By Synd Kalimbuka
Teachers Union of Malawi (TUM) says it wants government to employ teachers under Initial Primary Teacher Education (IPTE) 13, as schools are set to reopen next month.
Government and the Union are negotiating on what measures and conditions to consider as preventive measures against Covid-19 in schools are under way.
TUM President Charles Kumchenga said the position of the Union is not only on risk allowances but on several factors including employment of teachers under Initial Primary Teacher Education (IPTE) 13, deployment of assistant teachers and provision of Personal Protective Equipment (PPEs).
Kumchenga said: “The Union has proposed that government should employ all teachers under IPTE 13 programme which finished their training some years ago to reduce teacher pupil ratio in primary schools.”
He added that they have also asked government to deploy assistant teachers to be supporting teachers during lessons.
He further said that the Union wants double shifting to be encouraged to reduce number of learners per class saying that this will be accompanied by monetary connotations.
According to Kumchenga, the current primary school teacher pupil ratio is at 1:200.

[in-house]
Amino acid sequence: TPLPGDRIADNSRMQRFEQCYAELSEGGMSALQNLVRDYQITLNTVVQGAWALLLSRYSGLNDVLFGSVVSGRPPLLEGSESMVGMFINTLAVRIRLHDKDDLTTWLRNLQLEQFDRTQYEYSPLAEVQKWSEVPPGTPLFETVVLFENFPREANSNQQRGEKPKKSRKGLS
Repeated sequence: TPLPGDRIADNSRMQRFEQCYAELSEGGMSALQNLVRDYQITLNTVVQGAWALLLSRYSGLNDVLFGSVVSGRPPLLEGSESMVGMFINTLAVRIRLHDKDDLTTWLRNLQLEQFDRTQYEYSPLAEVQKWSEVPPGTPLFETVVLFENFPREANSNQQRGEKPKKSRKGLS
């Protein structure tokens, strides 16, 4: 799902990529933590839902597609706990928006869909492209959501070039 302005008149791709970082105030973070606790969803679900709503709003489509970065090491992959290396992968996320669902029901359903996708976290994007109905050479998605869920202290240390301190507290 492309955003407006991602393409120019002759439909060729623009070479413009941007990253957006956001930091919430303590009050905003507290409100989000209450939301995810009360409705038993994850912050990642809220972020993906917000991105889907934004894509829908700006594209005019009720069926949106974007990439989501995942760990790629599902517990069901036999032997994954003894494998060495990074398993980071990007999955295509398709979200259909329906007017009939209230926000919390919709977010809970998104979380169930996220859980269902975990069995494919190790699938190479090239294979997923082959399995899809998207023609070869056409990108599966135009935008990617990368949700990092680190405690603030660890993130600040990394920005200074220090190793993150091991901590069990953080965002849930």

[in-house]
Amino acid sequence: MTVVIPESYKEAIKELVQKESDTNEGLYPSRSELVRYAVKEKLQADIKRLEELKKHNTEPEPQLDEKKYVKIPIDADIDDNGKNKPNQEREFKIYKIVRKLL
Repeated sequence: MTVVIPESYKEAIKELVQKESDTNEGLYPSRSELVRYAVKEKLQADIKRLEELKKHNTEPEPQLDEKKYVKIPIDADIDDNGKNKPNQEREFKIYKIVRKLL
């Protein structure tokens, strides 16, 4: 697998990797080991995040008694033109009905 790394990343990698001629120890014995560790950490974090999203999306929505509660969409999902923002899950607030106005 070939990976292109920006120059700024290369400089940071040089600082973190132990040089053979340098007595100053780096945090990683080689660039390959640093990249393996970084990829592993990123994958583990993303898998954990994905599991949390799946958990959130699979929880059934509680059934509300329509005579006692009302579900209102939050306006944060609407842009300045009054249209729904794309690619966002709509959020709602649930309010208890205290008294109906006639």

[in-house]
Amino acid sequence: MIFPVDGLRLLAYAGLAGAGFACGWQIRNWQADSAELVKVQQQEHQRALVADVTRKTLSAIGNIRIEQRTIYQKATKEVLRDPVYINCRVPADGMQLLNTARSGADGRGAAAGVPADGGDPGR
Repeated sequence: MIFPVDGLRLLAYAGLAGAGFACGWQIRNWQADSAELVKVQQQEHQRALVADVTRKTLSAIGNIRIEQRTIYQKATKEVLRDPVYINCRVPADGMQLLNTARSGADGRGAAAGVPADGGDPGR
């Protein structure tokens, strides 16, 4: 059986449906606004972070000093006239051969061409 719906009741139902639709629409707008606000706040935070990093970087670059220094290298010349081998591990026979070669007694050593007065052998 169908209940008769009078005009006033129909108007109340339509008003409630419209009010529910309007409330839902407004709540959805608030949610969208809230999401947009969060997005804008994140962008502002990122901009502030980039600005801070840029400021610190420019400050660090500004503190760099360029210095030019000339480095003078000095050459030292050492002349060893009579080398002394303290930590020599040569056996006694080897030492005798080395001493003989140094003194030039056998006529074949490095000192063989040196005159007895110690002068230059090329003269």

Kumchenga also emphasized on the measures to protect both learners and teachers during school hours through provision of enough protective equipment such as hand sanitisers, soap, face masks and water in all schools.
“We prioritize lives of learners and teachers during this time hence demanding for enough resources,” he said.
Commenting on the issue, social commentator Emily Mkamanga disagreed with TUM on risk allowance and deployment of assistant teachers saying she doesn’t see any connection.
Mkamanga said the teachers’ issue is different from that of health workers who handle patients.
She, however, concurred with TUM on the proposal to recruit all IPTE 13 teachers as one way of addressing teacher pupil ratio challenge in the country.
Government announced that schools will reopen on in September 7. The schools were closed in March this year due to the Coronavirus pandemic.